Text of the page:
U.S. stockbrokers sold $3.8 billion worth of client orders amid meme stock craze, with Charles Schwab ahead of Robinhood with the most PFOF gains

U.S. brokers raked in billions of dollars selling client orders amid the meme stock craze a year ago, new data shows.

According to Bloomberg Intelligence data reported by the the wall street journalthe top 12 brokers made a total of $3.8 billion in 2021 from order flow payment, with a large portion of that payment coming from Citadel Securitiesthe market maker founded by Ken Griffin.

Last year’s bonanza was fueled by the army of retail traders who made massive gains in companies like GameStop and CMA was a 33% gain over the previous year, according to the data.

The broker that collected the most from selling client orders was Charles Schwabwhich received $1.7 billion from its TD Ameritrade and Schwab brokerage units, the Journal reported. Robin Hoodthe retail app at the center of the meme stock craze, came a distant second, raking in $974 million.

Order flow payment is the practice by which market makers, like Citadel Securities, execute trades for retail investors and collect the difference between the bid and ask price, a portion of which is paid to brokers like Charles Schwab and Robinhood.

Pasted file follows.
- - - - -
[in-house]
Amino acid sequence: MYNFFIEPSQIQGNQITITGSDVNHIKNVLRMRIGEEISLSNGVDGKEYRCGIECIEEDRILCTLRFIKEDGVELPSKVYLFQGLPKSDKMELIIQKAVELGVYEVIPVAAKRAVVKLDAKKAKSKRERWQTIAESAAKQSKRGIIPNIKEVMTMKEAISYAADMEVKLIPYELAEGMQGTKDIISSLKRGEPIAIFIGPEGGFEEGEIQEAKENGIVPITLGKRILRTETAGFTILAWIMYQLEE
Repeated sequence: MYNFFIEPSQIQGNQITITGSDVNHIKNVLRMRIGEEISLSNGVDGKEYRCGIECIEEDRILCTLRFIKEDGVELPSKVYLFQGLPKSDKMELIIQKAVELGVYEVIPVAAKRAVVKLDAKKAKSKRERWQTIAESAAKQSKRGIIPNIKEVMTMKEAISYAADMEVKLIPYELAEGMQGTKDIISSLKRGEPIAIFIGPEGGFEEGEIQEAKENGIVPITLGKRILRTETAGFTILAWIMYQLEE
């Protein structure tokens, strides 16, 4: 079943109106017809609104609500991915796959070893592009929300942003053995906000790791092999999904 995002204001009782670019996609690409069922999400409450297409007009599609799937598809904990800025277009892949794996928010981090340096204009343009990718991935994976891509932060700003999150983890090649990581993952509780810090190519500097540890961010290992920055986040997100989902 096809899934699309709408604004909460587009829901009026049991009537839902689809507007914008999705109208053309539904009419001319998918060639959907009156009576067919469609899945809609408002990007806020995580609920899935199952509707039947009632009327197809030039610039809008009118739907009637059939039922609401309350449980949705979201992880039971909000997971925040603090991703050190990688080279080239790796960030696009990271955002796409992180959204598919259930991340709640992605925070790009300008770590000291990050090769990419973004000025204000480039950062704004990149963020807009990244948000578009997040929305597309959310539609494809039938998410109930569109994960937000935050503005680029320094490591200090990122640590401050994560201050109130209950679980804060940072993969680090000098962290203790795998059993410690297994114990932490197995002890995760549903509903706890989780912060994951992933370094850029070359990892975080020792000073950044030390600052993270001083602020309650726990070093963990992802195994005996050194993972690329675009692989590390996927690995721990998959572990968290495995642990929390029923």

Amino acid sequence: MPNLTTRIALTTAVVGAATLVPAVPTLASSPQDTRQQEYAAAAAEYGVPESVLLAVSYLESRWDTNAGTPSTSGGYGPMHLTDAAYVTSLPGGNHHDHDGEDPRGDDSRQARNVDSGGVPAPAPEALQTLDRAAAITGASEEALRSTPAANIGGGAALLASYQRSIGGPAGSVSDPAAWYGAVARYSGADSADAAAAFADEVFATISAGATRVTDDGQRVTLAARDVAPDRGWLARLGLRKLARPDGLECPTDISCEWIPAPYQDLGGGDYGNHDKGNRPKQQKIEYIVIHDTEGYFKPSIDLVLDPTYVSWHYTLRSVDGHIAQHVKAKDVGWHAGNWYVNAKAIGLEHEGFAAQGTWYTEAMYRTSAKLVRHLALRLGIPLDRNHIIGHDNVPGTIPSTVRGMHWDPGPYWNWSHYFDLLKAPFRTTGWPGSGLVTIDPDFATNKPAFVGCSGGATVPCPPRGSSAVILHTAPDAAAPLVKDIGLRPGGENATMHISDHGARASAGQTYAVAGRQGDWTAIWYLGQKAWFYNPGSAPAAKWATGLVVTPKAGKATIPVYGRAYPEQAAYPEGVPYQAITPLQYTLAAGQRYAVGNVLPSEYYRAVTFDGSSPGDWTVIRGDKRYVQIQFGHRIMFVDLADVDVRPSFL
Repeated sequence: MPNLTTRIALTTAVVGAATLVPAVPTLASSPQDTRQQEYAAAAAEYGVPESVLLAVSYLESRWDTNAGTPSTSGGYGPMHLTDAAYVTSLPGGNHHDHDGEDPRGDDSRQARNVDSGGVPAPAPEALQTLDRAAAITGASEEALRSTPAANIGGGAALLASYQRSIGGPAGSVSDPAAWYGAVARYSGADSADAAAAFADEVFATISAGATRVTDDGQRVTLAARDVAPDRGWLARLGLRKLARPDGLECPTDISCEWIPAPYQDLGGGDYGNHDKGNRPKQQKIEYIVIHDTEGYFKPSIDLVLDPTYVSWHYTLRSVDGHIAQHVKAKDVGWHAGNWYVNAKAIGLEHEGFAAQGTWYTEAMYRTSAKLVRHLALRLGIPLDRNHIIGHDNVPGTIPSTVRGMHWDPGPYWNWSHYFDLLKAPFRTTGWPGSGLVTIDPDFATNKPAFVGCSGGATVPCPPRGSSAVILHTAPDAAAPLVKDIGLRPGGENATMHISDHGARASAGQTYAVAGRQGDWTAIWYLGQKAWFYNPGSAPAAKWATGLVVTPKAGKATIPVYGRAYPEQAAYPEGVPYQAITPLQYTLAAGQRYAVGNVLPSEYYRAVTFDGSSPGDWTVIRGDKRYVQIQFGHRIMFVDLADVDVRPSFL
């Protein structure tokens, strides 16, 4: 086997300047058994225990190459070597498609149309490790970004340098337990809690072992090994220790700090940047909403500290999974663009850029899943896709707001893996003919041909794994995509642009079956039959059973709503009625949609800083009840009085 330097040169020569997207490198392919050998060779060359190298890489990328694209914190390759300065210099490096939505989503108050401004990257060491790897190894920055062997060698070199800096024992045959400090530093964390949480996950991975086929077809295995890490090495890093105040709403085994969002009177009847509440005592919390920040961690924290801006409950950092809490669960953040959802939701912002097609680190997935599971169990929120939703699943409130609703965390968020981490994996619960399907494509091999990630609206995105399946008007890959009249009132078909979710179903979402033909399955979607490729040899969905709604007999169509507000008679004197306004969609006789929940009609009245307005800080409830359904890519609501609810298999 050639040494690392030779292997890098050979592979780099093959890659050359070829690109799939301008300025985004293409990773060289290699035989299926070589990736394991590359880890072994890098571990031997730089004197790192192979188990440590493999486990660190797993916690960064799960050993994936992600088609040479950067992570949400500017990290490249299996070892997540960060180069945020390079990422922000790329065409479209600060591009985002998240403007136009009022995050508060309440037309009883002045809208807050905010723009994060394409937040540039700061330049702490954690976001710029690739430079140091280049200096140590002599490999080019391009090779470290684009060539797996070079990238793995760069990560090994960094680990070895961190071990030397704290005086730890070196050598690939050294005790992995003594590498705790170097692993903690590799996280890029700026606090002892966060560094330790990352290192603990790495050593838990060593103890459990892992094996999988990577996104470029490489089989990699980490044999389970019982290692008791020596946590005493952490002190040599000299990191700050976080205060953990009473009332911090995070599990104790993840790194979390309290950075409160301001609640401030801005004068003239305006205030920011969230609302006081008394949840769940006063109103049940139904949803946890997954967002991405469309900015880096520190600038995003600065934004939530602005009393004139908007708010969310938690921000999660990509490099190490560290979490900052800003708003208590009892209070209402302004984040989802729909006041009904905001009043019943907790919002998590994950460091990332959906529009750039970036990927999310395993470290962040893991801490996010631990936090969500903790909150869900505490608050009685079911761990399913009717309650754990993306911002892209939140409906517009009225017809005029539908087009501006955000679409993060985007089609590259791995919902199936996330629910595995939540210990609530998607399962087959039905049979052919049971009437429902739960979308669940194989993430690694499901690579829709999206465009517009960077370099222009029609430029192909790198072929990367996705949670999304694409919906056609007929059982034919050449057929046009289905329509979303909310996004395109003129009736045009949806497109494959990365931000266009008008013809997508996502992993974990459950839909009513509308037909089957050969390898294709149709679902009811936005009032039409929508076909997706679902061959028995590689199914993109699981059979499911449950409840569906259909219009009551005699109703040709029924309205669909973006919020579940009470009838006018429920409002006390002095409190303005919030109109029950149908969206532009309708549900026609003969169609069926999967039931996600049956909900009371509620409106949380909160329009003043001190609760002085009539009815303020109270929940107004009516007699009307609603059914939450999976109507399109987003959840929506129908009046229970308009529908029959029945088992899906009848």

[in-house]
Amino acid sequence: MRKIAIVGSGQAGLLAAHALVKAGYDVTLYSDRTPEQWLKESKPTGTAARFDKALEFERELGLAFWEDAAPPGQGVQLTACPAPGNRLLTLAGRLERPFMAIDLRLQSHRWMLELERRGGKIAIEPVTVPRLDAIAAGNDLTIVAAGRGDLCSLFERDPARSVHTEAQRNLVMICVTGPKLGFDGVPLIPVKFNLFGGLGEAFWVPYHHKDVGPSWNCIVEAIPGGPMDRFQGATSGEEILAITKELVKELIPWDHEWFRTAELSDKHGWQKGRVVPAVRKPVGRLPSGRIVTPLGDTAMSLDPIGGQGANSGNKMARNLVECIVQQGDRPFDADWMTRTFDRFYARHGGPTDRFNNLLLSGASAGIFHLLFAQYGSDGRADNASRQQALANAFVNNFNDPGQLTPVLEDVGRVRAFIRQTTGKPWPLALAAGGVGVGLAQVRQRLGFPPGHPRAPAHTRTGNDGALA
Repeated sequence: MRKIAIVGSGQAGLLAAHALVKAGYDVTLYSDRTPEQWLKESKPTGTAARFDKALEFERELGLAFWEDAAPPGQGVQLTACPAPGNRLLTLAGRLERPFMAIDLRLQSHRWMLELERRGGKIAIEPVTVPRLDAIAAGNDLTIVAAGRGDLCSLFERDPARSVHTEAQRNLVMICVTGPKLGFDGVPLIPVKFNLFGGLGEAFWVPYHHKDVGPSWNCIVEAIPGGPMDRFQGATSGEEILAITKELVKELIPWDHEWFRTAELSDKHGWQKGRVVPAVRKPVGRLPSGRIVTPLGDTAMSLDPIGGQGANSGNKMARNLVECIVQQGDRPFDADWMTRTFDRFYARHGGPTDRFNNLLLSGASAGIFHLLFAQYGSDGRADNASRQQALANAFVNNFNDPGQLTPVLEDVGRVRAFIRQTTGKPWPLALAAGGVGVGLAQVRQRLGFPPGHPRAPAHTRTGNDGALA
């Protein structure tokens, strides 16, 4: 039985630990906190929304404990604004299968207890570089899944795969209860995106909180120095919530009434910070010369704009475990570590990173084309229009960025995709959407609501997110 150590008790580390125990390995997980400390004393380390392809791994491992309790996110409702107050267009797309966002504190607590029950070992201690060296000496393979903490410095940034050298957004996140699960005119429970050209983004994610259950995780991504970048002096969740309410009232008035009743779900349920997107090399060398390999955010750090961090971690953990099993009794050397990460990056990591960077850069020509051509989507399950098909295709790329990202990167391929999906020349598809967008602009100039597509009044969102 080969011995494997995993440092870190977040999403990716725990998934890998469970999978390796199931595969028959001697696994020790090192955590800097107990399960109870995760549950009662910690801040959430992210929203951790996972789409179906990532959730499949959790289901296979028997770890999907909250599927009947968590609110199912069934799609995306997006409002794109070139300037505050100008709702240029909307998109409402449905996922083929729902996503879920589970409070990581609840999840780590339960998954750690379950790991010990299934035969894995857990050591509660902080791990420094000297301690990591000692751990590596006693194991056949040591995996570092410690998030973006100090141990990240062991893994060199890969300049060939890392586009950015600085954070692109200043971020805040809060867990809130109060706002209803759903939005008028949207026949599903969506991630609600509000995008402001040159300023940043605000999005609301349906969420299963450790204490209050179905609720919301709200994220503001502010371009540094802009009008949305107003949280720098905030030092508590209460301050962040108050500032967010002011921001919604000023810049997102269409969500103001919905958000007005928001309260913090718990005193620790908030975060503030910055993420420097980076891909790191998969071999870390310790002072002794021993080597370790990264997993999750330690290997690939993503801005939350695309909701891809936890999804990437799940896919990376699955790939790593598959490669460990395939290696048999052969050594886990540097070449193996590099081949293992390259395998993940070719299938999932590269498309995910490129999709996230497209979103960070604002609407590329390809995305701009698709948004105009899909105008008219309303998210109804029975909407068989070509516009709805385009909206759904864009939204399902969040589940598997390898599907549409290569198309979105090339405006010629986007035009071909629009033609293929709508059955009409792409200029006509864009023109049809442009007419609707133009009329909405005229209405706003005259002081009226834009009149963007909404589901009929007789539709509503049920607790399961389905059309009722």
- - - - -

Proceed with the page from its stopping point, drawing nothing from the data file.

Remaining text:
The practice essentially allows retail investors to trade for free. It came under intense scrutiny last year from regulators and even retail merchants who said order flow payment comes with a inherent conflict of interest and prevents individual investors from obtaining the best price execution.

Citadel Securities, according to the data, was the biggest payer last year in the order flow payout model, distributing $1.5 billion to the 12 brokers.

Robinhood and Citadel Securities were at the center of fury from retail traders last year after the trading app stopped buying stocks from meme like GameStop, causing prices to plummet. The retail investors claimed the two conspired against them, while Citadel Securities dismissed the complaint as a conspiracy theory.

The United States Securities and Exchange Commission has weighed a ban on paying for order flow since the meme stock frenzy last year.

Dolores W. Simon